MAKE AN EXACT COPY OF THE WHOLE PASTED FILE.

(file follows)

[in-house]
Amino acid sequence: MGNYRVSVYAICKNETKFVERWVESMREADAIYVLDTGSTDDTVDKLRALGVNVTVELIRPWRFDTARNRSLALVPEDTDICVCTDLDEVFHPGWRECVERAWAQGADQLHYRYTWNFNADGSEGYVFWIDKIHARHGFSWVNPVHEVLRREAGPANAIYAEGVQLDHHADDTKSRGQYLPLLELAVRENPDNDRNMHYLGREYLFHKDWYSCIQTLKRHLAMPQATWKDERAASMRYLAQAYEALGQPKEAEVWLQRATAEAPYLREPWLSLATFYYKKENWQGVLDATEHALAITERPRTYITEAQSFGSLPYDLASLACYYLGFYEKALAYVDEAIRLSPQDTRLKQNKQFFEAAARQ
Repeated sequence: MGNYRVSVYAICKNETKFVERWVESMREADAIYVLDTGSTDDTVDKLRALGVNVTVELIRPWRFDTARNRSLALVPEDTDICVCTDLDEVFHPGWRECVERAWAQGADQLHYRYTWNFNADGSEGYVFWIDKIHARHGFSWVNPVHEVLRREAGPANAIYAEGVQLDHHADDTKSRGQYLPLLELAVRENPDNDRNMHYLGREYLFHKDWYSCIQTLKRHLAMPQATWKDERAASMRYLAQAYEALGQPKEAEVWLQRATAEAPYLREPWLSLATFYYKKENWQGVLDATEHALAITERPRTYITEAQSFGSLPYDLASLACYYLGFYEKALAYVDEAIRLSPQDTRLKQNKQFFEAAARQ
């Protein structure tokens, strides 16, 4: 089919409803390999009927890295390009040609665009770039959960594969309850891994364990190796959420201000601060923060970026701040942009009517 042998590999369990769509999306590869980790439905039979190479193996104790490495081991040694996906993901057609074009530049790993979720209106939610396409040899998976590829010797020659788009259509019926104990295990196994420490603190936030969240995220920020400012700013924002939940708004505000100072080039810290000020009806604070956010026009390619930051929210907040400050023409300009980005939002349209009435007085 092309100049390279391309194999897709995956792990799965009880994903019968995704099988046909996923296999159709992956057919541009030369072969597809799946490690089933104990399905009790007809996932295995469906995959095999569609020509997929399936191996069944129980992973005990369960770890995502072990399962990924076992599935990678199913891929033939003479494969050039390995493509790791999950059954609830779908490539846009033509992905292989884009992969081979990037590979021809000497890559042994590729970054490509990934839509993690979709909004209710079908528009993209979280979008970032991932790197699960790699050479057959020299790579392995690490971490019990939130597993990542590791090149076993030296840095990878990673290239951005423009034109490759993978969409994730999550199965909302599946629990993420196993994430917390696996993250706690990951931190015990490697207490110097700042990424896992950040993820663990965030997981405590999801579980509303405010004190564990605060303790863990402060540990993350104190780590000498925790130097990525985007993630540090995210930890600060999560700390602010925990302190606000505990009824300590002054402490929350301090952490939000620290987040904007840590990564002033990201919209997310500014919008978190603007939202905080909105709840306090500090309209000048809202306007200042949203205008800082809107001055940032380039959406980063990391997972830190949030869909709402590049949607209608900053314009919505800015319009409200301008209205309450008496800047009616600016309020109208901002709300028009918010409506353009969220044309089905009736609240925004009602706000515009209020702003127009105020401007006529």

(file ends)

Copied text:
[in-house]
Amino acid sequence: MGNYRVSVYAICKNETKFVERWVESMREADAIYVLDTGSTDDTVDKLRALGVNVTVELIRPWRFDTARNRSLALVPEDTDICVCTDLDEVFHPGWRECVERAWAQGADQLHYRYTWNFNADGSEGYVFWIDKIHARHGFSWVNPVHEVLRREAGPANAIYAEGVQLDHHADDTKSRGQYLPLLELAVRENPDNDRNMHYLGREYLFHKDWYSCIQTLKRHLAMPQATWKDERAASMRYLAQAYEALGQPKEAEVWLQRATAEAPYLREPWLSLATFYYKKENWQGVLDATEHALAITERPRTYITEAQSFGSLPYDLASLACYYLGFYEKALAYVDEAIRLSPQDTRLKQNKQFFEAAARQ
Repeated sequence: MGNYRVSVYAICKNETKFVERWVESMREADAIYVLDTGSTDDTVDKLRALGVNVTVELIRPWRFDTARNRSLALVPEDTDICVCTDLDEVFHPGWRECVERAWAQGADQLHYRYTWNFNADGSEGYVFWIDKIHARHGFSWVNPVHEVLRREAGPANAIYAEGVQLDHHADDTKSRGQYLPLLELAVRENPDNDRNMHYLGREYLFHKDWYSCIQTLKRHLAMPQATWKDERAASMRYLAQAYEALGQPKEAEVWLQRATAEAPYLREPWLSLATFYYKKENWQGVLDATEHALAITERPRTYITEAQSFGSLPYDLASLACYYLGFYEKALAYVDEAIRLSPQDTRLKQNKQFFEAAARQ
């Protein structure tokens, strides 16, 4: 089919409803390999009927890295390009040609665009770039959960594969309850891994364990190796959420201000601060923060970026701040942009009517 042998590999369990769509999306590869980790439905039979190479193996104790490495081991040694996906993901057609074009530049790993979720209106939610396409040899998976590829010797020659788009259509019926104990295990196994420490603190936030969240995220920020400012700013924002939940708004505000100072080039810290000020009806604070956010026009390619930051929210907040400050023409300009980005939002349209009435007085 092309100049390279391309194999897709995956792990799965009880994903019968995704099988046909996923296999159709992956057919541009030369072969597809799946490690089933104990399905009790007809996932295995469906995959095999569609020509997929399936191996069944129980992973005990369960770890995502072990399962990924076992599935990678199913891929033939003479494969050039390995493509790791999950059954609830779908490539846009033509992905292989884009992969081979990037590979021809000497890559042994590729970054490509990934839509993690979709909004209710079908528009993209979280979008970032991932790197699960790699050479057959020299790579392995690490971490019990939130597993990542590791090149076993030296840095990878990673290239951005423009034109490759993978969409994730999550199965909302599946629990993420196993994430917390696996993250706690990951931190015990490697207490110097700042990424896992950040993820663990965030997981405590999801579980509303405010004190564990605060303790863990402060540990993350104190780590000498925790130097990525985007993630540090995210930890600060999560700390602010925990302190606000505990009824300590002054402490929350301090952490939000620290987040904007840590990564002033990201919209997310500014919008978190603007939202905080909105709840306090500090309209000048809202306007200042949203205008800082809107001055940032380039959406980063990391997972830190949030869909709402590049949607209608900053314009919505800015319009409200301008209205309450008496800047009616600016309020109208901002709300028009918010409506353009969220044309089905009736609240925004009602706000515009209020702003127009105020401007006529």